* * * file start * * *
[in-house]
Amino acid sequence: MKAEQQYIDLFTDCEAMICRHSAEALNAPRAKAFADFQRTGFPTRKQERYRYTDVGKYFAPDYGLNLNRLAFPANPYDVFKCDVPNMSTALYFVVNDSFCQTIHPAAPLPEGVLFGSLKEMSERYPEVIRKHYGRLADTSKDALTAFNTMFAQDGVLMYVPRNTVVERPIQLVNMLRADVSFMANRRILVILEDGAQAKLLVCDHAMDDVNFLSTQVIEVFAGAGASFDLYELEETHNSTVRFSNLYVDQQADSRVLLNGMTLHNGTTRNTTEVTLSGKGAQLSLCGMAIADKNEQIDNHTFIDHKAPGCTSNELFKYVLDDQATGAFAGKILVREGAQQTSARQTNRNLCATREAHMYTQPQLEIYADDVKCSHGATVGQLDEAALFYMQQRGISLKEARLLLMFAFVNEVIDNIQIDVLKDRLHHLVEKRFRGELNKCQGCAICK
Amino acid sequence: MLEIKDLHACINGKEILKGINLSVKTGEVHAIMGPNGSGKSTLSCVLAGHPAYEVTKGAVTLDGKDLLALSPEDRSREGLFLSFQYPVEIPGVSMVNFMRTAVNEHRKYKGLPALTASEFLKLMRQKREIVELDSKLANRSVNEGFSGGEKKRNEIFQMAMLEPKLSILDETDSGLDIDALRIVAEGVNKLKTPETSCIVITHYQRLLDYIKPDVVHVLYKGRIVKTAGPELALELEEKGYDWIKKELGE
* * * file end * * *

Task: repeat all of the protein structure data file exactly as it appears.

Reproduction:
[in-house]
Amino acid sequence: MKAEQQYIDLFTDCEAMICRHSAEALNAPRAKAFADFQRTGFPTRKQERYRYTDVGKYFAPDYGLNLNRLAFPANPYDVFKCDVPNMSTALYFVVNDSFCQTIHPAAPLPEGVLFGSLKEMSERYPEVIRKHYGRLADTSKDALTAFNTMFAQDGVLMYVPRNTVVERPIQLVNMLRADVSFMANRRILVILEDGAQAKLLVCDHAMDDVNFLSTQVIEVFAGAGASFDLYELEETHNSTVRFSNLYVDQQADSRVLLNGMTLHNGTTRNTTEVTLSGKGAQLSLCGMAIADKNEQIDNHTFIDHKAPGCTSNELFKYVLDDQATGAFAGKILVREGAQQTSARQTNRNLCATREAHMYTQPQLEIYADDVKCSHGATVGQLDEAALFYMQQRGISLKEARLLLMFAFVNEVIDNIQIDVLKDRLHHLVEKRFRGELNKCQGCAICK
Amino acid sequence: MLEIKDLHACINGKEILKGINLSVKTGEVHAIMGPNGSGKSTLSCVLAGHPAYEVTKGAVTLDGKDLLALSPEDRSREGLFLSFQYPVEIPGVSMVNFMRTAVNEHRKYKGLPALTASEFLKLMRQKREIVELDSKLANRSVNEGFSGGEKKRNEIFQMAMLEPKLSILDETDSGLDIDALRIVAEGVNKLKTPETSCIVITHYQRLLDYIKPDVVHVLYKGRIVKTAGPELALELEEKGYDWIKKELGE